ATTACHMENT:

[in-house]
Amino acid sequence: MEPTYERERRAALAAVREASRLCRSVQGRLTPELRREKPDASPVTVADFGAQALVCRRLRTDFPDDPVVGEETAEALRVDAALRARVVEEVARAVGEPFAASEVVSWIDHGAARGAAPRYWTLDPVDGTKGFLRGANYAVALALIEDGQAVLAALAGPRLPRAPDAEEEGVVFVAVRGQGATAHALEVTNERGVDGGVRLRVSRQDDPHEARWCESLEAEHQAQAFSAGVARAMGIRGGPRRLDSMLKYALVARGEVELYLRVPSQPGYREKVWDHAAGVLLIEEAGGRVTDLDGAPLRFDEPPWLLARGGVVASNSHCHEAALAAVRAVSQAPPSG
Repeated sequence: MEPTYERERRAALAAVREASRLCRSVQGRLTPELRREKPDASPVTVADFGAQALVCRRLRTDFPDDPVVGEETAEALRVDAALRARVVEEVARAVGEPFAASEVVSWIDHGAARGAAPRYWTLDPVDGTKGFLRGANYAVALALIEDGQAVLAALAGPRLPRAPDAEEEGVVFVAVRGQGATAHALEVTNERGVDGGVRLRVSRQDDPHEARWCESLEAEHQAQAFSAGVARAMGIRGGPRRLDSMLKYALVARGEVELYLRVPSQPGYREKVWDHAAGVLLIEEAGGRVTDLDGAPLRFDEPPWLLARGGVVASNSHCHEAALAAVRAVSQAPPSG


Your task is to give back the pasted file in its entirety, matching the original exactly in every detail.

[in-house]
Amino acid sequence: MEPTYERERRAALAAVREASRLCRSVQGRLTPELRREKPDASPVTVADFGAQALVCRRLRTDFPDDPVVGEETAEALRVDAALRARVVEEVARAVGEPFAASEVVSWIDHGAARGAAPRYWTLDPVDGTKGFLRGANYAVALALIEDGQAVLAALAGPRLPRAPDAEEEGVVFVAVRGQGATAHALEVTNERGVDGGVRLRVSRQDDPHEARWCESLEAEHQAQAFSAGVARAMGIRGGPRRLDSMLKYALVARGEVELYLRVPSQPGYREKVWDHAAGVLLIEEAGGRVTDLDGAPLRFDEPPWLLARGGVVASNSHCHEAALAAVRAVSQAPPSG
Repeated sequence: MEPTYERERRAALAAVREASRLCRSVQGRLTPELRREKPDASPVTVADFGAQALVCRRLRTDFPDDPVVGEETAEALRVDAALRARVVEEVARAVGEPFAASEVVSWIDHGAARGAAPRYWTLDPVDGTKGFLRGANYAVALALIEDGQAVLAALAGPRLPRAPDAEEEGVVFVAVRGQGATAHALEVTNERGVDGGVRLRVSRQDDPHEARWCESLEAEHQAQAFSAGVARAMGIRGGPRRLDSMLKYALVARGEVELYLRVPSQPGYREKVWDHAAGVLLIEEAGGRVTDLDGAPLRFDEPPWLLARGGVVASNSHCHEAALAAVRAVSQAPPSG